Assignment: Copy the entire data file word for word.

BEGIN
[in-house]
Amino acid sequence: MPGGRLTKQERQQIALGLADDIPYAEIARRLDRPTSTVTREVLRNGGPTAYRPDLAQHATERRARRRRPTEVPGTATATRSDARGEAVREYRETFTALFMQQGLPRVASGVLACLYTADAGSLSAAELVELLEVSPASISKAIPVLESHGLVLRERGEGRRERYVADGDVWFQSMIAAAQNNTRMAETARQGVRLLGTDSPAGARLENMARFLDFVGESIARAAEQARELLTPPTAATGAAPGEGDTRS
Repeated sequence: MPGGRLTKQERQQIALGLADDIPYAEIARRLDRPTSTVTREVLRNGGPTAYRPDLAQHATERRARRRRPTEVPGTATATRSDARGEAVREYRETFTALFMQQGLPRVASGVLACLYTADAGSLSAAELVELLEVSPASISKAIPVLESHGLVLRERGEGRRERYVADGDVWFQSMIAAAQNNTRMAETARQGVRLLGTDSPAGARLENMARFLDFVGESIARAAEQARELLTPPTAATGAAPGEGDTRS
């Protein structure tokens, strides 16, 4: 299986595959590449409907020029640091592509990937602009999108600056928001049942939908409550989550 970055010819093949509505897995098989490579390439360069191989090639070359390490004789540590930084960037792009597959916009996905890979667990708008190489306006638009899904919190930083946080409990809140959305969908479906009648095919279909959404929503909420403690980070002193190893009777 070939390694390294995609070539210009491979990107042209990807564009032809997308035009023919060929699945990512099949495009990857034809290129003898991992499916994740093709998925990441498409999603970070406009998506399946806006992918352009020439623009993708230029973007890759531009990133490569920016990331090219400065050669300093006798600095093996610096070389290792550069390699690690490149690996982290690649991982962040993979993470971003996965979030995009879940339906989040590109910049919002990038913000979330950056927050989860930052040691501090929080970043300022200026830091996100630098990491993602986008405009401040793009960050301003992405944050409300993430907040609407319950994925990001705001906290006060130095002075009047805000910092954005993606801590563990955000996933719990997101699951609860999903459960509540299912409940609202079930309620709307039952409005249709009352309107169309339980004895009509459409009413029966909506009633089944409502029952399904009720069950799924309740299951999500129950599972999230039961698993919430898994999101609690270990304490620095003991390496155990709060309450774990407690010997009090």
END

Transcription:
[in-house]
Amino acid sequence: MPGGRLTKQERQQIALGLADDIPYAEIARRLDRPTSTVTREVLRNGGPTAYRPDLAQHATERRARRRRPTEVPGTATATRSDARGEAVREYRETFTALFMQQGLPRVASGVLACLYTADAGSLSAAELVELLEVSPASISKAIPVLESHGLVLRERGEGRRERYVADGDVWFQSMIAAAQNNTRMAETARQGVRLLGTDSPAGARLENMARFLDFVGESIARAAEQARELLTPPTAATGAAPGEGDTRS
Repeated sequence: MPGGRLTKQERQQIALGLADDIPYAEIARRLDRPTSTVTREVLRNGGPTAYRPDLAQHATERRARRRRPTEVPGTATATRSDARGEAVREYRETFTALFMQQGLPRVASGVLACLYTADAGSLSAAELVELLEVSPASISKAIPVLESHGLVLRERGEGRRERYVADGDVWFQSMIAAAQNNTRMAETARQGVRLLGTDSPAGARLENMARFLDFVGESIARAAEQARELLTPPTAATGAAPGEGDTRS
């Protein structure tokens, strides 16, 4: 299986595959590449409907020029640091592509990937602009999108600056928001049942939908409550989550 970055010819093949509505897995098989490579390439360069191989090639070359390490004789540590930084960037792009597959916009996905890979667990708008190489306006638009899904919190930083946080409990809140959305969908479906009648095919279909959404929503909420403690980070002193190893009777 070939390694390294995609070539210009491979990107042209990807564009032809997308035009023919060929699945990512099949495009990857034809290129003898991992499916994740093709998925990441498409999603970070406009998506399946806006992918352009020439623009993708230029973007890759531009990133490569920016990331090219400065050669300093006798600095093996610096070389290792550069390699690690490149690996982290690649991982962040993979993470971003996965979030995009879940339906989040590109910049919002990038913000979330950056927050989860930052040691501090929080970043300022200026830091996100630098990491993602986008405009401040793009960050301003992405944050409300993430907040609407319950994925990001705001906290006060130095002075009047805000910092954005993606801590563990955000996933719990997101699951609860999903459960509540299912409940609202079930309620709307039952409005249709009352309107169309339980004895009509459409009413029966909506009633089944409502029952399904009720069950799924309740299951999500129950599972999230039961698993919430898994999101609690270990304490620095003991390496155990709060309450774990407690010997009090």